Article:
Sunday, September 18, 2011


Thinking about what motivates us (desire, moral beliefs, etc.) led me to think of a more or less restless sea inside each person, a bit like the surface of the planet Solaris. We can call the whole sea "desire" if we want to, was my thought, but why would we want to do that, when there is so much we want to be able to say about different kinds of motivation?

I've also been wondering whether the kestrel in Kes is a reference to Gerard Manley Hopkins' windhover. And looking into that led me to discover Hopkins' idea of inscape. According to The Victorian Web, Hopkins wrote: "Each mortal thing does one thing and the same:/ . . myself it speaks and spells,/ Crying Whát I dó is me: for that I came." Tolkein expressed Hopkins' idea by saying that, "Each being in the universe 'selves,' that is, enacts its identity." This is not exactly "The Nothing noths," but it isn't a million miles away from "The World worlds," it seems to me.  

Apparently the idea comes from Duns Scotus, and I don't have much to say except that I like it. Here's Hopkins on a tree:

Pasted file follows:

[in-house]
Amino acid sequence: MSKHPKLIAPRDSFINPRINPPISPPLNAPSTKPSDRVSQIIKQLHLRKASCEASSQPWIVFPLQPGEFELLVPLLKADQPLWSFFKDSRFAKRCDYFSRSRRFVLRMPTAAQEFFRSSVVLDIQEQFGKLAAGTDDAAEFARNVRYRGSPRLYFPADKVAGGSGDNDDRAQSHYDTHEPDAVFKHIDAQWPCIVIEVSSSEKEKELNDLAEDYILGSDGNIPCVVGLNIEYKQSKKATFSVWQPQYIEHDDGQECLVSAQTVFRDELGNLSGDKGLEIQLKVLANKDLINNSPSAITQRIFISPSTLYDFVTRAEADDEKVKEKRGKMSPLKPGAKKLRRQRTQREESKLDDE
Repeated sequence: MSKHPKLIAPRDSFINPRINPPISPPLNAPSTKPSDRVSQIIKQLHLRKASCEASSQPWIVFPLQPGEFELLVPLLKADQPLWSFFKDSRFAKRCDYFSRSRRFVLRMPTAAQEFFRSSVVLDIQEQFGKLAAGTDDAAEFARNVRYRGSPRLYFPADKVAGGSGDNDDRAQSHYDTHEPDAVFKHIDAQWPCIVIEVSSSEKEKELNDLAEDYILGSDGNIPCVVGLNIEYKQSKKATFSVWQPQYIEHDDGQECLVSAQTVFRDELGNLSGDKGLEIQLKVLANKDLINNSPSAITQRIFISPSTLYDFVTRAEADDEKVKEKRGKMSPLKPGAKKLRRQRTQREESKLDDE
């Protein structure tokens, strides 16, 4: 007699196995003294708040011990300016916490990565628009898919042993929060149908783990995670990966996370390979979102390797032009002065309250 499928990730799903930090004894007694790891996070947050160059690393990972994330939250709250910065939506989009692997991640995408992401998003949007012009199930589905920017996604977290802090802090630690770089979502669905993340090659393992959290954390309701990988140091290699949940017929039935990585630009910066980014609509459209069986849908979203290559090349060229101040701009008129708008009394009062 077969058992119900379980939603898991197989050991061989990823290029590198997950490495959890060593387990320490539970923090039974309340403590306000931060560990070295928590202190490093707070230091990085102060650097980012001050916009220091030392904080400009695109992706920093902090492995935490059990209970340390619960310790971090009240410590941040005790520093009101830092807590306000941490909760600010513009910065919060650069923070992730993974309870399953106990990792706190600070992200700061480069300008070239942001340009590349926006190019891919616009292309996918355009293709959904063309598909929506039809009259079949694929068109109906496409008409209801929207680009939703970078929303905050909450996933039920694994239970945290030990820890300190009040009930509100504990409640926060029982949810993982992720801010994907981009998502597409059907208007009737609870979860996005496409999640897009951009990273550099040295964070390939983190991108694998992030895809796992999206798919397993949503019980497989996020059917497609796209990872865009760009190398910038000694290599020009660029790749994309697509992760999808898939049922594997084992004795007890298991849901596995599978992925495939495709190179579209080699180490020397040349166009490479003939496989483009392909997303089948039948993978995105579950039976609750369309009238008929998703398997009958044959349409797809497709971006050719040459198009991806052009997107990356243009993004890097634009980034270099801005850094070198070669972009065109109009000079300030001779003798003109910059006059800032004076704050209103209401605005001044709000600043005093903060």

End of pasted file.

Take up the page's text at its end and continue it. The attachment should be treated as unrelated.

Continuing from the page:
There is one notable dead tree . . . the inscape markedly holding its most simple and beautiful oneness up from the ground through a graceful swerve below (I think) the spring of the branches up to the tops of the timber. I saw the inscape freshly, as if my mind were still growing, though with a companion the eye and the ear are for the most part shut and instress cannot come.
This is quite different from Sartre. If Anthony Rudd ever wanted to write about more people looking at a tree he might do well to include Hopkins.

The Windhover
To Christ Our Lord
I caught this morning morning's minion, king-
      dom of daylight's dauphin, dapple-dawn-drawn Falcon, in his riding
      Of the rolling level underneath him steady air, and striding
High there, how he rung upon the rein of a wimpling wing
In his ecstasy! then off, off forth on swing,
      As a skate's heel sweeps smooth on a bow-bend: the hurl and gliding
      Rebuffed the big wind. My heart in hiding
Stirred for a bird, – the achieve of, the mastery of the thing. 
Brute beauty and valour and act, oh, air, pride, plume, here
      Buckle! AND the fire that breaks from thee then, a billion
Times told lovelier, more dangerous, O my chevalier! 

      No wonder of it: shéer plód makes plough down sillion
Shine, and blue-bleak embers, ah my dear,
      Fall, gall themselves, and gash gold-vermilion.

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